“In meditation, we work with breath and posture as expressions of our state of being. By assuming a dignified and upright posture and identifying with the outgoing breath, we begin to make friends with ourselves in a fundamental sense. Through practice, one begins to see the simplicity of one’s original state of mind and to see how confusion, speed, and aggression are generated by ignoring the peacefulness of our being.”
~ Chogyam Trungpa
Meditation is both simple and complex. Sitting quietly, focusing on the breath, being fully aware of The Now .. how simple an activity. But when one sits quietly, focusing on the breath, one becomes aware that thoughts are in control, swirling around inside the mind, one after another, and The Now becomes elusive. This is the first step ~ becoming aware of our thoughts and training our mind to calm and quiet.
The practice of meditation is not so much technique as it is mindset. It’s a way of life, a lifestyle. It’s awareness, clarity, consciousness ~ acknowledging thoughts without becoming attached to them. It’s serenity and peace from within, regardless of any chaos in the environment. The health benefits of this practice are being discovered with increasing frequency as more scientific studies discover the mechanisms in the brain before, during and after meditation.
Studies are finding that meditation lowers blood pressure, reduces stress, decreases anxiety, increases creativity, improves memory, even strengthens the immune system. Daily practice can reduce heart disease, reduce the effects of fibromyalgia, and can actually increase optimism and compassion. MRIs detecting the activity in the brain have shown that meditation decreases beta waves, which are indicators of information processing, meaning our brains slow down and rest.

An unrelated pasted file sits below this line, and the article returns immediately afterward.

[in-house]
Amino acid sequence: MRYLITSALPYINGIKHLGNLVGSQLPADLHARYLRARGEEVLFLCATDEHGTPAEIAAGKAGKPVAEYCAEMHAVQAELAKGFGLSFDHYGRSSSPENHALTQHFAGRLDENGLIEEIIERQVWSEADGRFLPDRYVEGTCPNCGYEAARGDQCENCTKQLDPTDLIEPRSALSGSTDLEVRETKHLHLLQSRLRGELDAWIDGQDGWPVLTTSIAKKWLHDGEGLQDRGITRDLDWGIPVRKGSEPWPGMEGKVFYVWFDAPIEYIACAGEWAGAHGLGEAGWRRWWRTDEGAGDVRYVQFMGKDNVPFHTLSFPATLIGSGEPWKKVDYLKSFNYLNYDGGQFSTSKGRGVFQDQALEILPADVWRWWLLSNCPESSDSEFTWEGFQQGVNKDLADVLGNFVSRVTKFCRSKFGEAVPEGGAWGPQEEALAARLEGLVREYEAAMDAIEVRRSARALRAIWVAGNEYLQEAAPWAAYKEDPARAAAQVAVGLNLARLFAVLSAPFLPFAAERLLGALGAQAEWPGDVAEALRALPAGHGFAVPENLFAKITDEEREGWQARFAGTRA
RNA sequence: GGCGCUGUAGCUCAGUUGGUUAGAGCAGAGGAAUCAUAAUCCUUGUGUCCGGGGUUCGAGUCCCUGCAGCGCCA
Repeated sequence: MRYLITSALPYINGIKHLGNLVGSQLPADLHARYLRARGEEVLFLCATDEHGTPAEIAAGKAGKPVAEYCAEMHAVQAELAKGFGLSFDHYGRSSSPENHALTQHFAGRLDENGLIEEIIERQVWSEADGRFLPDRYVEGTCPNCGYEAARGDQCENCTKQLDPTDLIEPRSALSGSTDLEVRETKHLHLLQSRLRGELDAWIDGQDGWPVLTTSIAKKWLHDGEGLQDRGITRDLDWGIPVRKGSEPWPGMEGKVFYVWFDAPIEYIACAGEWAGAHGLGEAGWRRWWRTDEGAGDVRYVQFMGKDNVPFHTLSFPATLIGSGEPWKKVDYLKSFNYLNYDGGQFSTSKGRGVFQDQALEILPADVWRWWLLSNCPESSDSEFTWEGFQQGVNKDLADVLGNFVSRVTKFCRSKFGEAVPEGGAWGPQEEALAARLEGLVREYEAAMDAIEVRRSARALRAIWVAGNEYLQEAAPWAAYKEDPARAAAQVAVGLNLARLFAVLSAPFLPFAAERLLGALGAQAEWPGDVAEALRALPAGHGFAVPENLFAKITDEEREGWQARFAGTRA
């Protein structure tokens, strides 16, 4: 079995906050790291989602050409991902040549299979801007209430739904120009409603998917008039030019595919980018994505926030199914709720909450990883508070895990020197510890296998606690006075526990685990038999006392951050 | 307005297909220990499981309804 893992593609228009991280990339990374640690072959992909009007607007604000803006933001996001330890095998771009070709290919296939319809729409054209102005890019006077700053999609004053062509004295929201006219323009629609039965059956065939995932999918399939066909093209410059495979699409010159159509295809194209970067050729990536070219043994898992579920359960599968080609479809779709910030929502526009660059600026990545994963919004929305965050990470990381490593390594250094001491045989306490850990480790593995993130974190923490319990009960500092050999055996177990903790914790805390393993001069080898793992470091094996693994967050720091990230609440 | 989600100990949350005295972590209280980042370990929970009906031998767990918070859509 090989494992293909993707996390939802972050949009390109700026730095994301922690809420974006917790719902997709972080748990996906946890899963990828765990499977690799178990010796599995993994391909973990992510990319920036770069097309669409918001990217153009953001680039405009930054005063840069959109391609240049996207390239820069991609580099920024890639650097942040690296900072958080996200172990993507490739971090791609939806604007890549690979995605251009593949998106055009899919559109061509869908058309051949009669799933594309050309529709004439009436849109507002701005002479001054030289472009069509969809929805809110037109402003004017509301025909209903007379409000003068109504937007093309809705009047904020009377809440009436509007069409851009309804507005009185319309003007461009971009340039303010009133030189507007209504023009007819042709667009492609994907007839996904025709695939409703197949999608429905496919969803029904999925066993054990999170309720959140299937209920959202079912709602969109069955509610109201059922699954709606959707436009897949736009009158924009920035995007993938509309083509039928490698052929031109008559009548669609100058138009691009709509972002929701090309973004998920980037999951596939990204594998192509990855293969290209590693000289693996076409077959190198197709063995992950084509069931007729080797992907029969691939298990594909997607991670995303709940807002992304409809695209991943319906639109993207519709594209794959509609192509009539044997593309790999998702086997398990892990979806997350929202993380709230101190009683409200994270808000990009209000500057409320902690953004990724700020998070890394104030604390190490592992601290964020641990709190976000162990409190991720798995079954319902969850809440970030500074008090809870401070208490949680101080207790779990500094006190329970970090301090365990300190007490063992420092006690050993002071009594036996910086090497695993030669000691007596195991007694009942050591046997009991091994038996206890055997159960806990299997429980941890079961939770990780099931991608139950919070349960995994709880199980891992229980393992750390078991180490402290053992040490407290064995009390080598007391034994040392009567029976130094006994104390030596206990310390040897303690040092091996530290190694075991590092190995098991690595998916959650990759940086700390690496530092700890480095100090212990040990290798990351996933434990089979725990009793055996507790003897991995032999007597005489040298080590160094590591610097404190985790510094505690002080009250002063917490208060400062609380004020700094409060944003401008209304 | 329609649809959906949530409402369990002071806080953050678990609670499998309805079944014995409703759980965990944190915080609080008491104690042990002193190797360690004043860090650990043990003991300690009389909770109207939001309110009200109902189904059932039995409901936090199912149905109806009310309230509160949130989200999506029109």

There are many meditation styles and types to try, but an effective method for beginners is guided meditation, via podcasts, apps, videos or classes. They can focus on specific topics, such as energy or clarity; focus on the body and sensations; or direct the meditator to focus on an object and chant or direct the breath. As one becomes more accustomed to the practice, the guiding becomes less necessary and can even become distracting, so simply starting a timer and closing the eyes can be enough.
If you’re a beginner or a seasoned meditator, share your experiences in the comments below. Over the coming weeks, the resource pages will be updated to include those books, podcasts and websites that I like to use ~ and I would love to learn about yours, as well.
“Simply let experience take place very freely, so that your open heart is suffused with the tenderness of true compassion.”
~ Tsoknyi Rinpoche